To get a truer understanding of how Jones has performed when compared to the players below; this is his per minute played numbers -- .629 points per minute played: .307 rebounds per minute played: .034 three-pointers made per minute played: .057 assists per minute played.
Chris Mills ('88-'89) -- Mills played 547 minutes through his first 16 games, or 34.2 minutes per game. He scored 221 points (13.8 points per game), corralled 134 rebounds (8.4 rebounds per game), and distributed 48 assists (3.0 assists per game). Mills made 49.2% of his overall shots (89-181), 29.6% of his three-point shots (8-27), and 52.6% of his two-point tries (81-154).
Per minute played numbers -- .404 points per minute played: .245 rebounds per minute played: .015 three-pointers made per minute played: .088 assists per minute played.
Jamal Mashburn ('90-'91) -- Monster Mash played 387 minutes through his first 16 games, or 24.2 minutes per game. Mashburn scored 206 points (12.9 points per game), grabbed 114 rebounds (7.1 rebounds per game), and dished-out 24 assists (1.5 assists per game). He made 46.7% of his overall shots (78-167), 26.2% of his three-point shots (11-42), and 53.6% of his two-point attempts (67-125).
Per minute played numbers -- .532 points per minute played: .295 rebounds per minute played: .028 three-pointers made per minute played: .062 assists per minute played.
Antoine Walker ('94-'95) -- Walker played 239 minutes through his first 16 games, or 14.9 minutes per game. 'Toine scored 118 points (7.4 points per game), snagged 61 rebounds (3.8 rebounds per game), and handed-out 25 assists (1.6 assists per game). He made 39.7% of his overall shots (46-116), 28.6% of his three-point shots (8-28), and 43.2% of his two-point tries (38-88).
Per minute played numbers -- .494 points per minute played: .255 rebounds per minute played: .033 three-pointers made per minute played: .105 assists per minute played.
Tayshaun Prince ('98-'99) -- Tay played 344 minutes through his first 16 games, or 21.5 minutes per game. He scored 102 points (6.4 points per game), hauled in 68 rebounds (4.3 rebounds per game), and gave-out 24 assists (1.5 assists per game). Prince made 43.0% of his overall shots (43-100), 27.8% of his three-point tries (15-54), and 60.9% of this two-point shots (28-46) -- Note: When Prince shot the ball, he took a three-pointer 54% of the time during this span of time, no other player being compared tops 30% of his shots being three-pointers.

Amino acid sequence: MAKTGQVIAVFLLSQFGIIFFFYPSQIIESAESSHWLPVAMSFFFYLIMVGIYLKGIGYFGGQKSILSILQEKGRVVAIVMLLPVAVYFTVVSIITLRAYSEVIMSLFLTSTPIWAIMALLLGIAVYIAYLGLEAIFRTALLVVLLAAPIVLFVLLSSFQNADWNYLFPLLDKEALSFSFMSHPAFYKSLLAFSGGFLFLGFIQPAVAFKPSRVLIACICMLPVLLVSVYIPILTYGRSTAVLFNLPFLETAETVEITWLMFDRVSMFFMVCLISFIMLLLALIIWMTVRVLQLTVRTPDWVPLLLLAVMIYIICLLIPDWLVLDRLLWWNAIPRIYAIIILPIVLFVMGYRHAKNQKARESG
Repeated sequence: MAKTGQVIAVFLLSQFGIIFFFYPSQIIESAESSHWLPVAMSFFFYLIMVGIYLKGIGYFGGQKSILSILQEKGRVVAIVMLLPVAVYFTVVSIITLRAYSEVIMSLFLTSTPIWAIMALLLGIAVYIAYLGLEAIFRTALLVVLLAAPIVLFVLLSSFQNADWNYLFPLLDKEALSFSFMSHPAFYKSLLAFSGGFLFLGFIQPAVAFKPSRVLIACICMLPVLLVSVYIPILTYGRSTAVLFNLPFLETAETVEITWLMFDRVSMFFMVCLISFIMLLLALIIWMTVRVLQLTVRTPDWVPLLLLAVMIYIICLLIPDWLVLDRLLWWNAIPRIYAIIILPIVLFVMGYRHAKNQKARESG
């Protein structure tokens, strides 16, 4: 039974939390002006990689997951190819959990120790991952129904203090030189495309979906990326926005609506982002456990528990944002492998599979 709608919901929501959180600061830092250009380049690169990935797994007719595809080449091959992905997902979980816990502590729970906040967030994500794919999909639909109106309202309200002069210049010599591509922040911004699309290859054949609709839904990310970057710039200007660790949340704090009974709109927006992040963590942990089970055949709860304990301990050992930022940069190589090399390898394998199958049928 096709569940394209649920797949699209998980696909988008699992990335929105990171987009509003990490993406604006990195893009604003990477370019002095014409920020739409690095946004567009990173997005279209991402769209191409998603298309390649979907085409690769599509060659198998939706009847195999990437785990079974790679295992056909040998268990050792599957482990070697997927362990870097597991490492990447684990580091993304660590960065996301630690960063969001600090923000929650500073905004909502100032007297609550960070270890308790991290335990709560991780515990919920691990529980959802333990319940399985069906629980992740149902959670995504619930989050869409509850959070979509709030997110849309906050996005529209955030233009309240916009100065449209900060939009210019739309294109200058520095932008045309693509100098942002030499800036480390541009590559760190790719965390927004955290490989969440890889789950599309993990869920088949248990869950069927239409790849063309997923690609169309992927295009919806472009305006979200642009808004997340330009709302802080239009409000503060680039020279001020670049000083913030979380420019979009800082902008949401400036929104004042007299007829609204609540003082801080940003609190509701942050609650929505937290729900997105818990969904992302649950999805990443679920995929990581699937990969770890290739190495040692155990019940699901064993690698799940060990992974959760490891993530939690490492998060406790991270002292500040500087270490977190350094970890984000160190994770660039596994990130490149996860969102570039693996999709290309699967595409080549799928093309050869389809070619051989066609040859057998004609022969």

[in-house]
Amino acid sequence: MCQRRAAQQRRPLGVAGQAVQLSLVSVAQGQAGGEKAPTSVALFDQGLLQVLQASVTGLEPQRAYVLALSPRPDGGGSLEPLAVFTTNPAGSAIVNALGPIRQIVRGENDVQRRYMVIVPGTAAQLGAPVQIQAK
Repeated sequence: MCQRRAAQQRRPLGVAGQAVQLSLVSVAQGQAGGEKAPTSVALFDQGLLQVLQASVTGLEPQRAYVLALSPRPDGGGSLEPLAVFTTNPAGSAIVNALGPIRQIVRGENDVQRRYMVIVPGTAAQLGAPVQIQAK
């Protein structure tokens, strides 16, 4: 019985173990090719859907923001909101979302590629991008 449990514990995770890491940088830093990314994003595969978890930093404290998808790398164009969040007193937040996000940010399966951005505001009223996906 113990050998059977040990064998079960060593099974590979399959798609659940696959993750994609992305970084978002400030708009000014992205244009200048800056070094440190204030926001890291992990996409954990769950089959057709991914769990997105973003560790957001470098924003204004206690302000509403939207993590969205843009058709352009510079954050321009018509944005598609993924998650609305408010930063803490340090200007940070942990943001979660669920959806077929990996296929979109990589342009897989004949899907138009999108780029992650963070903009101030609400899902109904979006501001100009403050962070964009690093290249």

Per minute played numbers -- .297 points per minute played: .198 rebounds per minute played: .044 three-pointers made per minute played: .070 assists per minute played.
And just for the fun of it, let's take a look at Jones' numbers compared to Patrick Patterson's entire junior year, when Patterson made himself versatile by becoming a long-range threat.
Patrick Patterson ('09-'10) -- PPat played 1,255 minutes for the season, or 33.0 minutes per game. He scored 544 points (14.3 points per game), snatched 283 rebounds (7.4 rebounds per game), and dished-out 36 assists (.95 assists per game). Patterson made 57.5% of his overall shots (215-374), 34.8% of his three-point attempts (24-69), and 62.6% of his two-point tries (191-305).
Per minute played numbers -- .433 points per minute played: .225 rebounds per minute played: .019 three-pointers made per minute played: .029 assists per minute played.
Although Jones dominates the scoring and rebounding per minute numbers, one has to take into account that Jones is heavily relied on to provide this team with points and rebounds, while most of the players listed above were not "The Man" on their respective teams, during their freshmen years.
But, even taking that into consideration, Jones' numbers are indeed impressive. His versatility as both a prominent figure in the paint and long-bomb threat, make him and his talents unique in the annals of Kentucky basketball. And a "unique" talent should always be appreciated, especially by fans of the Big Blue.
And one final thought -- I would like to take this time to offer my condolences to Wildcat Blue Nation founder Paul Jordan on the passing of his father. The thoughts and prayers of the Big Blue Nation are with Paul as he endures through this most difficult of times.
Thanks for reading and Go 'Cats!